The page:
We cannot keep our dogs in bubble wrap forever, we have to let them run around, be themselves, be happy, take (hopefully calculated) risks and let them breathe.
If you and your dog have ever worked with me you’ll know I like to train our dogs so they have tools to sometimes make up their own decisions.
However, as we are in charge of their welfare and environment, there are a few steps all dog owners should take to protect our friends, and one of them is to make sure that they cannot be in contact with harmful substances. Unlike Cats who would naturally be more cautious with what they decide to eat, some dogs would just eat anything they can put their teeth on.
We all now about cleaning products, medications, and the list of human food that dogs cannot have is well documented online too. There is another harmful substance that can be found in many everyday products; xylitol.
Discovered in Germany in the early 1890s, xylitol is found in some fruit and vegetables’ fibre. Xylitol has become more and more popular in the recent years, as it, 1) causes little insulin release in humans, 2) it stops bacteria to produce acids that damage the surface of teeth and 3) contain fewer calories than sugar.
Hence why we now find xylitol in most diet type foods, chewing gums, mouthwash, toothpastes, etc. So these items are everywhere, in our homes, our friends’ homes, our cars, handbags, etc.
Some animals will not be negatively affected by xylitol: humans, horses, and others will be fine. However, for dogs, cats, rabbits and others it can have dramatic effects. The huge increase of insulin in the pancreas, followed by a drop in blood sugar is the basis for xylitol toxicity. With higher dosage, it can also start terrible liver destruction as large number of cells suddenly die.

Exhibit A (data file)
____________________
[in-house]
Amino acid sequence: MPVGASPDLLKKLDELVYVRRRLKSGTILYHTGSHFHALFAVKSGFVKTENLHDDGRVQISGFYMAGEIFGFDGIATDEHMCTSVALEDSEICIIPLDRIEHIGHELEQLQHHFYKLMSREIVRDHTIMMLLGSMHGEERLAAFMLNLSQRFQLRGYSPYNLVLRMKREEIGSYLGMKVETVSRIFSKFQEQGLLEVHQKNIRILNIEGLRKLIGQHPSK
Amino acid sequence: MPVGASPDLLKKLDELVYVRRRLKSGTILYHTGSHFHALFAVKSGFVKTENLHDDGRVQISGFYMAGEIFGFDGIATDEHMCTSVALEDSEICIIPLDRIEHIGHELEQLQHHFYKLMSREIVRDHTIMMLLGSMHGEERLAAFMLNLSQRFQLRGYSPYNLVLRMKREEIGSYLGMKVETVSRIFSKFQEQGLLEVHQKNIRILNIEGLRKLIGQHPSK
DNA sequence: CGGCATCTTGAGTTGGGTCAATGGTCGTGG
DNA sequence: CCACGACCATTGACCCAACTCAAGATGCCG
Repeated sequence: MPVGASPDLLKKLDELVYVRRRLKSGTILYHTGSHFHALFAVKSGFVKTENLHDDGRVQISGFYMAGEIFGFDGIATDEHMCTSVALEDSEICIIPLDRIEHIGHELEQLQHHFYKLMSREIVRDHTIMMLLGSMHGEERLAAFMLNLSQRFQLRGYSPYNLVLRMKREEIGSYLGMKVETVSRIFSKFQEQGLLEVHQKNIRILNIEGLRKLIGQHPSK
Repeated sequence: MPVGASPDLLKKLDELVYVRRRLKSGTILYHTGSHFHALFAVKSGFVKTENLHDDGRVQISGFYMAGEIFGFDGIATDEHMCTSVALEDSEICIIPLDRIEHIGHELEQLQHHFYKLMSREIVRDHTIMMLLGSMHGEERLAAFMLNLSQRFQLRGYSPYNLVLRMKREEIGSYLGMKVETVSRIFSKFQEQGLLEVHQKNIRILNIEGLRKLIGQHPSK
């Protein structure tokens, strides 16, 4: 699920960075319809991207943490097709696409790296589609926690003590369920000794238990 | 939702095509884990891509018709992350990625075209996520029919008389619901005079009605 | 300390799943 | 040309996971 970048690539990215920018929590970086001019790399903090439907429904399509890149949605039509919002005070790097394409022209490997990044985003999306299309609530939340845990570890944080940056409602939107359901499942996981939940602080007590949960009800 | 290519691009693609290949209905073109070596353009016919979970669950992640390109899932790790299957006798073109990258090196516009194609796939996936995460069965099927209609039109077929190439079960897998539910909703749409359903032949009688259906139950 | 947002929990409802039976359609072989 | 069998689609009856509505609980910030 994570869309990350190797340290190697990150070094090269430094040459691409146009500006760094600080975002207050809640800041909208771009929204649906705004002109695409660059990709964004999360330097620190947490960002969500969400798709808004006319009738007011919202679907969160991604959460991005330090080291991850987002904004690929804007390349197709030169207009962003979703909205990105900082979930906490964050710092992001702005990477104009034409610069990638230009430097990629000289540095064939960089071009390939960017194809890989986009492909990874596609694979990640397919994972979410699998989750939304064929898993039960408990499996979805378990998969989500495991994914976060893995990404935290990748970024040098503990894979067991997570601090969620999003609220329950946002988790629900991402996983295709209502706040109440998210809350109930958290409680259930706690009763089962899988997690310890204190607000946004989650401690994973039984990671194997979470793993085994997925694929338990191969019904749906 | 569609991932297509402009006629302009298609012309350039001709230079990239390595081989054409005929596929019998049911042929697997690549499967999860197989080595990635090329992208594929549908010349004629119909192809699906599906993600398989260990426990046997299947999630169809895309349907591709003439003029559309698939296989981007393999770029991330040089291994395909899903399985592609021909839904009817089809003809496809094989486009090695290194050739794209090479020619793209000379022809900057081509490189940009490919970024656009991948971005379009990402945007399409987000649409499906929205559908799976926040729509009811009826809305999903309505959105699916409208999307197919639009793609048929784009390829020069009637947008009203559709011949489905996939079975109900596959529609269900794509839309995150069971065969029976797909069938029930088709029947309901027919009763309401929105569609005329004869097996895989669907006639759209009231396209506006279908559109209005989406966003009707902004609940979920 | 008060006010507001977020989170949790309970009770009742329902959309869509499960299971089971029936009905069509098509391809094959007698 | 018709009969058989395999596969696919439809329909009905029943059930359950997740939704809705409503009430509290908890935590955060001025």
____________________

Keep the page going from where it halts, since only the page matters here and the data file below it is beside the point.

Vomiting (often the first symptom)
Collapse and sometimes sadly death…
The dose of xylitol considered to be toxic for dogs is 0.1 gram or more of xylitol per kg of the dog’s body weight. So if you think your dog has ingested a dangerous amount of Xylitol, you must act fast. If you can induce vomiting before the xylitol leaves the stomach (within about 30 mins) you might have sorted the problem. I would still check with your vet though, just to be safe.
However, if it’s already too late for that, you must contact and get to your nearest vet as quickly as possible so they can try to counteract the effects of your dog’s hypoglycaemia and liver damage.
Your dog might have to be hospitalised and in some cases, blood transfusions are needed too. As a side note, dog blood donors are needed so find out where your dog can donate blood?
If you catch your dog eating xylitol, or if you come home to realise your dog has gone through your handbag, found and eaten your gums, or diet bar, get your dog to the emergency vet immediately. There is no time to loose. Do not wait and see how he’ll feel in an hour, just go! And if you can, do bring the wrapper or the content of the food your dog just eaten with you so the vet can have as many information as possible.
Depending on how quickly you’ve managed to act and how much the dog has consumed will decide on his fate.
I mean, clearly best not to take any risks. Check the labels in the products around your house, your bathroom, the gums in your bag, the peanut butter in your cupboard, etc.
America does seem to use more xylitol than we do in the UK, but its presence is increasing, so don’t take any products for granted.
Products that might contain Xylitol include
Sugar free mints
Peanut butter & jam
Sugar-free food & diet products (cookies, cakes, etc.)
Fruit juices and fruity drinks
Be aware that some products will only state the content in their products with words such as “artificial sweetener”. If that’s the case you should assume it is xylitol.
If you must have these products in your home, make sure to keep them safe and well away from your dog. If you have a particularly smart dog who can find food in the most difficult to reach places, please try to outsmart him (if you can).
Train your kids, and other adults in the house, so everyone is well aware of the danger. When visiting friends too, check around.